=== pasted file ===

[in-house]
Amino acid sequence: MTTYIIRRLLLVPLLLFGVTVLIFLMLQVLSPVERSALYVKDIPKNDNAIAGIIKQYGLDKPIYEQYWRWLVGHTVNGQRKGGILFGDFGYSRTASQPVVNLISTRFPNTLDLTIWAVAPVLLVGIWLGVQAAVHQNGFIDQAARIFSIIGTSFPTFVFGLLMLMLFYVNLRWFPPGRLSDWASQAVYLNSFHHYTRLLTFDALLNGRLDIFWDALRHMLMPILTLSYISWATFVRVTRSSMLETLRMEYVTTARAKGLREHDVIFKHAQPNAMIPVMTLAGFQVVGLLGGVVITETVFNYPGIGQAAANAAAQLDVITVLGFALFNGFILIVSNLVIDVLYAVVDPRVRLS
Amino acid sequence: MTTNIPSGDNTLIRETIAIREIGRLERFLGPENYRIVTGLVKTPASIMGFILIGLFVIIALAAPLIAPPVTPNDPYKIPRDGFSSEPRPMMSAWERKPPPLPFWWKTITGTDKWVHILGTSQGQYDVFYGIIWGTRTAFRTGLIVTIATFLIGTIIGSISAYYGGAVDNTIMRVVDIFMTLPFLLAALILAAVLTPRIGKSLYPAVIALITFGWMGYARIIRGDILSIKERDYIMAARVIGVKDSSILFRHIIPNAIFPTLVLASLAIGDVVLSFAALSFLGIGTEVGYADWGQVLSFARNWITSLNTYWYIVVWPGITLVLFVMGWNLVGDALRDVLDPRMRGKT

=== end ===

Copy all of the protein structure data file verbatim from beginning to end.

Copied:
[in-house]
Amino acid sequence: MTTYIIRRLLLVPLLLFGVTVLIFLMLQVLSPVERSALYVKDIPKNDNAIAGIIKQYGLDKPIYEQYWRWLVGHTVNGQRKGGILFGDFGYSRTASQPVVNLISTRFPNTLDLTIWAVAPVLLVGIWLGVQAAVHQNGFIDQAARIFSIIGTSFPTFVFGLLMLMLFYVNLRWFPPGRLSDWASQAVYLNSFHHYTRLLTFDALLNGRLDIFWDALRHMLMPILTLSYISWATFVRVTRSSMLETLRMEYVTTARAKGLREHDVIFKHAQPNAMIPVMTLAGFQVVGLLGGVVITETVFNYPGIGQAAANAAAQLDVITVLGFALFNGFILIVSNLVIDVLYAVVDPRVRLS
Amino acid sequence: MTTNIPSGDNTLIRETIAIREIGRLERFLGPENYRIVTGLVKTPASIMGFILIGLFVIIALAAPLIAPPVTPNDPYKIPRDGFSSEPRPMMSAWERKPPPLPFWWKTITGTDKWVHILGTSQGQYDVFYGIIWGTRTAFRTGLIVTIATFLIGTIIGSISAYYGGAVDNTIMRVVDIFMTLPFLLAALILAAVLTPRIGKSLYPAVIALITFGWMGYARIIRGDILSIKERDYIMAARVIGVKDSSILFRHIIPNAIFPTLVLASLAIGDVVLSFAALSFLGIGTEVGYADWGQVLSFARNWITSLNTYWYIVVWPGITLVLFVMGWNLVGDALRDVLDPRMRGKT